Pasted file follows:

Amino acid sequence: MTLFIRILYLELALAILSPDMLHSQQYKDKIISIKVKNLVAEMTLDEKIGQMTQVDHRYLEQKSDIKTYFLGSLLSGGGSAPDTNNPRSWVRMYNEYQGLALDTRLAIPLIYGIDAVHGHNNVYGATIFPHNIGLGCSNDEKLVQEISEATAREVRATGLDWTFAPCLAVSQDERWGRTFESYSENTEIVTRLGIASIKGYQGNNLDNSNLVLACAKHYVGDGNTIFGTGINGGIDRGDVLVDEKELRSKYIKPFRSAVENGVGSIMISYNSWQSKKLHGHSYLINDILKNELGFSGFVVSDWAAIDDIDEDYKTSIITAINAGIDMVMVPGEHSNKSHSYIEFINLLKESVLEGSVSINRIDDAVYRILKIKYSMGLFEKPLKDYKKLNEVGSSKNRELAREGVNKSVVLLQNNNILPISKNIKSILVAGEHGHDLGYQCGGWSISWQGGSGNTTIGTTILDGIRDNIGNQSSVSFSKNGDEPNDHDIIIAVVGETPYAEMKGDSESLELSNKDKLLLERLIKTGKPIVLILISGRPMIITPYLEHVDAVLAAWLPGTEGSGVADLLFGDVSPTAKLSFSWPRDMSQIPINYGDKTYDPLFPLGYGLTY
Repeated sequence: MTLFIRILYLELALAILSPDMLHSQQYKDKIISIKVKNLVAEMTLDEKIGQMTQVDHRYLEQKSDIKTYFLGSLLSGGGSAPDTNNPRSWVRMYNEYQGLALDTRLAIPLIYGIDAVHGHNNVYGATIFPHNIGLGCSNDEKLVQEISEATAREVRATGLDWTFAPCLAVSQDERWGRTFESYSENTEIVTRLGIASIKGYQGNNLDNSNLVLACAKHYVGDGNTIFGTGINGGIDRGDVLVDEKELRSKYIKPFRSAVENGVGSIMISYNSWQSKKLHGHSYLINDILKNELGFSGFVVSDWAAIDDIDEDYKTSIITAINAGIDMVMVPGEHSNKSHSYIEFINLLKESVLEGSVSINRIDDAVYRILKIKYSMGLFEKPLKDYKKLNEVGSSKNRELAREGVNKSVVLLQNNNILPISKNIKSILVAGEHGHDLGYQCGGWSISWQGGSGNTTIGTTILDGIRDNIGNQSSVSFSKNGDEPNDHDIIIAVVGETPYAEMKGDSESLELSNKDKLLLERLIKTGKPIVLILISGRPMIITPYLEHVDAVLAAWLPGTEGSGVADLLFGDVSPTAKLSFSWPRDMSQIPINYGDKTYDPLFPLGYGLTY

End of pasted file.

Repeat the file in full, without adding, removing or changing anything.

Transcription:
Amino acid sequence: MTLFIRILYLELALAILSPDMLHSQQYKDKIISIKVKNLVAEMTLDEKIGQMTQVDHRYLEQKSDIKTYFLGSLLSGGGSAPDTNNPRSWVRMYNEYQGLALDTRLAIPLIYGIDAVHGHNNVYGATIFPHNIGLGCSNDEKLVQEISEATAREVRATGLDWTFAPCLAVSQDERWGRTFESYSENTEIVTRLGIASIKGYQGNNLDNSNLVLACAKHYVGDGNTIFGTGINGGIDRGDVLVDEKELRSKYIKPFRSAVENGVGSIMISYNSWQSKKLHGHSYLINDILKNELGFSGFVVSDWAAIDDIDEDYKTSIITAINAGIDMVMVPGEHSNKSHSYIEFINLLKESVLEGSVSINRIDDAVYRILKIKYSMGLFEKPLKDYKKLNEVGSSKNRELAREGVNKSVVLLQNNNILPISKNIKSILVAGEHGHDLGYQCGGWSISWQGGSGNTTIGTTILDGIRDNIGNQSSVSFSKNGDEPNDHDIIIAVVGETPYAEMKGDSESLELSNKDKLLLERLIKTGKPIVLILISGRPMIITPYLEHVDAVLAAWLPGTEGSGVADLLFGDVSPTAKLSFSWPRDMSQIPINYGDKTYDPLFPLGYGLTY
Repeated sequence: MTLFIRILYLELALAILSPDMLHSQQYKDKIISIKVKNLVAEMTLDEKIGQMTQVDHRYLEQKSDIKTYFLGSLLSGGGSAPDTNNPRSWVRMYNEYQGLALDTRLAIPLIYGIDAVHGHNNVYGATIFPHNIGLGCSNDEKLVQEISEATAREVRATGLDWTFAPCLAVSQDERWGRTFESYSENTEIVTRLGIASIKGYQGNNLDNSNLVLACAKHYVGDGNTIFGTGINGGIDRGDVLVDEKELRSKYIKPFRSAVENGVGSIMISYNSWQSKKLHGHSYLINDILKNELGFSGFVVSDWAAIDDIDEDYKTSIITAINAGIDMVMVPGEHSNKSHSYIEFINLLKESVLEGSVSINRIDDAVYRILKIKYSMGLFEKPLKDYKKLNEVGSSKNRELAREGVNKSVVLLQNNNILPISKNIKSILVAGEHGHDLGYQCGGWSISWQGGSGNTTIGTTILDGIRDNIGNQSSVSFSKNGDEPNDHDIIIAVVGETPYAEMKGDSESLELSNKDKLLLERLIKTGKPIVLILISGRPMIITPYLEHVDAVLAAWLPGTEGSGVADLLFGDVSPTAKLSFSWPRDMSQIPINYGDKTYDPLFPLGYGLTY